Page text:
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The shikumen and similar styles of neighborhood make for an interesting stroll because they let you glimpse everyday life for the large number of Shanghai residents who do not inhabit the highrises that dot the skyline.

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Laundry dries on poles, bicycles are locked to walls, and residents share a common space that creates time for conversations and a sense of community. I imagine that people living in these neighborhoods see them as a retreat from the hectic world outside the gateway, one that is every bit as busy as in New York, London, Tokyo, or Mexico City.

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These traditional neighborhoods are rapidly being cleared out by construction, with residents reimbursed (often at a princely sum) for their valuable land. In the place of these shikumen, high rise complex are built, often a combination of commercial, residential, and retail space. While there seems to be an effort made to preserve at least some parts of Shanghai’s architectural and cultural heritage, much of it still goes the way of the bulldozer and earthmover.

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Despite this rapid development, some neighborhoods are still full of local shops, mom-and-pop types of operations where a simple meal is prepared, hardware is sold, or the ubiquitous battery-powered motorbikes are repaired.

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Other parts of the city, though, are full of modern shopping malls and promenades with name brands and luxury outlets: Apple, Prada, and Louis Vuitton each have a trio of stores and there are at least a dozen Cartier boutiques. Even without the western brand names, modern shopping centers and department stores proliferate. Nanjing Road East, pictured above, is a pedestrian mall featuring Chinese department stores filled with domestic tourists.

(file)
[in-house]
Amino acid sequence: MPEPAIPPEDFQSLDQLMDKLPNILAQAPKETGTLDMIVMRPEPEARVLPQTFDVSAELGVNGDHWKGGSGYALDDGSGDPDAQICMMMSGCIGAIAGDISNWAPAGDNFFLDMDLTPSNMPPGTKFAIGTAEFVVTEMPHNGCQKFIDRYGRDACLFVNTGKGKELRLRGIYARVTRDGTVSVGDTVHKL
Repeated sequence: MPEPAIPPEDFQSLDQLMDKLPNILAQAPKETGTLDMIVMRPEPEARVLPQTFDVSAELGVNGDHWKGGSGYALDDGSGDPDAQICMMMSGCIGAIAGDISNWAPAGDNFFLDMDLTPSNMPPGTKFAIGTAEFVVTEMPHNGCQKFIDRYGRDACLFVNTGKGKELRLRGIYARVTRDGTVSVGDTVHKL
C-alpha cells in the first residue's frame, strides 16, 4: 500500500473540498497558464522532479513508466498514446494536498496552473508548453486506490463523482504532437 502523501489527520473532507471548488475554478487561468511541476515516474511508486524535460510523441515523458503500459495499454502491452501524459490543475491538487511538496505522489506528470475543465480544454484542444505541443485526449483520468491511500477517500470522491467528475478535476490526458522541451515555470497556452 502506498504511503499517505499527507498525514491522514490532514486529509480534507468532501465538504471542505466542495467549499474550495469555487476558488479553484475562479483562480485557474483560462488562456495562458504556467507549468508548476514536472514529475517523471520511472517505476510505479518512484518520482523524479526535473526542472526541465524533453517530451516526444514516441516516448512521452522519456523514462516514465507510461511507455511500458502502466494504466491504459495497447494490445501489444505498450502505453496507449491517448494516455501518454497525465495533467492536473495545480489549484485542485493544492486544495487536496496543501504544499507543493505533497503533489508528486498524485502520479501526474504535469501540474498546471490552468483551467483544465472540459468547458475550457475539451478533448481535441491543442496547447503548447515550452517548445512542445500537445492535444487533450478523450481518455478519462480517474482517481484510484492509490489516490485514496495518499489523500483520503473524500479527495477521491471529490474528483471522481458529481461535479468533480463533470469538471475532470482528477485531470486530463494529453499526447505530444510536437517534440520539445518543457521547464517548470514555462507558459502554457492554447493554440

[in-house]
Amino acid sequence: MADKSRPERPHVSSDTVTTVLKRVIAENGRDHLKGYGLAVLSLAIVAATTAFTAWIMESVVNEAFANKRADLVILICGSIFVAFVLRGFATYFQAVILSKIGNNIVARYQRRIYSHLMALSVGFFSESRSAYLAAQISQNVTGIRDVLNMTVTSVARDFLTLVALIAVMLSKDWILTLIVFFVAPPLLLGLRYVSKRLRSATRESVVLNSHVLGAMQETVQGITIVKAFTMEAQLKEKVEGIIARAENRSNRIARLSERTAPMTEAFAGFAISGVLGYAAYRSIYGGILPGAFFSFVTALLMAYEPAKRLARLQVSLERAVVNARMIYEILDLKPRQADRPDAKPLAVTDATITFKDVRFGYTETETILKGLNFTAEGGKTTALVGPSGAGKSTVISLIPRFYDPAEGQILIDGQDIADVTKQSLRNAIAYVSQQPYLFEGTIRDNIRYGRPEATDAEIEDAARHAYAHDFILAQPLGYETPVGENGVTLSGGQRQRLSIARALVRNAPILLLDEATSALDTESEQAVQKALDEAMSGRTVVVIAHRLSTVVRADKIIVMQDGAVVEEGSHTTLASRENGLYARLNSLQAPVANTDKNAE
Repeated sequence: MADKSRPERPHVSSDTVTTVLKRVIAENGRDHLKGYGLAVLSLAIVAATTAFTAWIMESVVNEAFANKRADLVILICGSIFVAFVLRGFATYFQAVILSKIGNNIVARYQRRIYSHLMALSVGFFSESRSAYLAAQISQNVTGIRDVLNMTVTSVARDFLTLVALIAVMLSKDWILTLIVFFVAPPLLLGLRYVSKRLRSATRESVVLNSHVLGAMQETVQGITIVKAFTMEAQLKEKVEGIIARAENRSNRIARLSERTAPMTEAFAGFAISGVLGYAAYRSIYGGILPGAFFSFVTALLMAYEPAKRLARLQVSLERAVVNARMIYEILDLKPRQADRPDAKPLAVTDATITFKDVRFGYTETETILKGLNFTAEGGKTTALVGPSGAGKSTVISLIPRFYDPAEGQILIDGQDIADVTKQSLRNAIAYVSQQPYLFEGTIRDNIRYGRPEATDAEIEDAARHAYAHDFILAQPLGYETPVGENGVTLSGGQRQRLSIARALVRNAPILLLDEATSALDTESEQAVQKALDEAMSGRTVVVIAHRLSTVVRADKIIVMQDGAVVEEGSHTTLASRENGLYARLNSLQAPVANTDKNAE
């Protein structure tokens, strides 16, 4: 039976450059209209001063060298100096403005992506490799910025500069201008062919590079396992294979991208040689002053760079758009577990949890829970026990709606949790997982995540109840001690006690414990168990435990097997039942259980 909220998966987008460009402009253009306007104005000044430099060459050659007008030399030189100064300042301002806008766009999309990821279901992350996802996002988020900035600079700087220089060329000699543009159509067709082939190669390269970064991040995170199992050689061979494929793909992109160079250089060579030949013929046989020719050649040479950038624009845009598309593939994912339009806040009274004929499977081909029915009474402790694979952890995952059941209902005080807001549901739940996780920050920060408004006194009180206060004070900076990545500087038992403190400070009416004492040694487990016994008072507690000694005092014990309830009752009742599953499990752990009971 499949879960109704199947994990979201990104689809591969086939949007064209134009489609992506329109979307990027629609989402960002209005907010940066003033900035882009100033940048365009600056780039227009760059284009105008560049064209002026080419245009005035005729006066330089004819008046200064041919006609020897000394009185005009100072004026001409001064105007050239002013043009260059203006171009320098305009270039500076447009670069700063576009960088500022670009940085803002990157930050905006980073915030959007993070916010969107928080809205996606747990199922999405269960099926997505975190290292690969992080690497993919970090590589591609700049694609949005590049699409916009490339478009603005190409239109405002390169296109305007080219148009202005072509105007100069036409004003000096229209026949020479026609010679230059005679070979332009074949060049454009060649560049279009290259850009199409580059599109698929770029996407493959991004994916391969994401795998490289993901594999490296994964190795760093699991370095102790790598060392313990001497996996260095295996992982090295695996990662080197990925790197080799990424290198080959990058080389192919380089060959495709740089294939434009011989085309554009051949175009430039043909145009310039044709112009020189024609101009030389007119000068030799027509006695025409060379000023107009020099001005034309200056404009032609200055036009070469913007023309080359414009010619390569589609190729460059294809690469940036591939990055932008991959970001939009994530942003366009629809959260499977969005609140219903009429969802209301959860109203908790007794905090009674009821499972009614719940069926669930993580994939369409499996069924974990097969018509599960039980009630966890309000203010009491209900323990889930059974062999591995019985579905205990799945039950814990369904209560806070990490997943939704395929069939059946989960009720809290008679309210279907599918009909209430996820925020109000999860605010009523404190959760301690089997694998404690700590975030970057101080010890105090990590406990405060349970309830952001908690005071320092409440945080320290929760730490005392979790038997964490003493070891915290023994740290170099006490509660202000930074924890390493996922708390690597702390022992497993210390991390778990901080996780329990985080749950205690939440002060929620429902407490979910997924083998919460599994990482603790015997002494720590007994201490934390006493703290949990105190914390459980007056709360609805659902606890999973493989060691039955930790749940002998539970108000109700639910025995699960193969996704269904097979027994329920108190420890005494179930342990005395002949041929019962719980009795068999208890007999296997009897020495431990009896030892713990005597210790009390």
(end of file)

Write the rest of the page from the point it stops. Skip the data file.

Above, a pan past the flashy Hong Kong Plaza mall on Huaihai Road with one of the three Apple stores and loads of cool LED lights.

The large story in Shanghai is one about the future. While there is heritage being lost, it seems that most people are looking towards the future and appreciate the tremendous economic opportunities that have come with progress. Maybe that is a naive outsider’s view, but it is the impression I’m left with.

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The advances in infrastructure are amazing. The world’s longest metro system features 11 lines and 278 stations covering 434 kilometers (270 miles) with additional lines being built. There is also the only commercial mag-lev
(magnetic levitation) train in service
, bringing you between the airport and the eastern side of the city in about eight minutes at a speed of up to 430 kilometers per hour. We rode it to the airport and I’ll share some pictures and videos later.

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An extensive network of roads, expressways, and bridges have been built and despite being such a large city, traffic seems significantly less congested than in many other large Asian cities. If Shanghai is anything, it is easy to get around.

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While in Shanghai, we had a lot of different experiences and spent a lot of time walking around and seeing at least some parts of the city. Reflecting on the trip, it is easy to see Shanghai as a city in which past and future are crushed against each other and, without a doubt, the future is wining.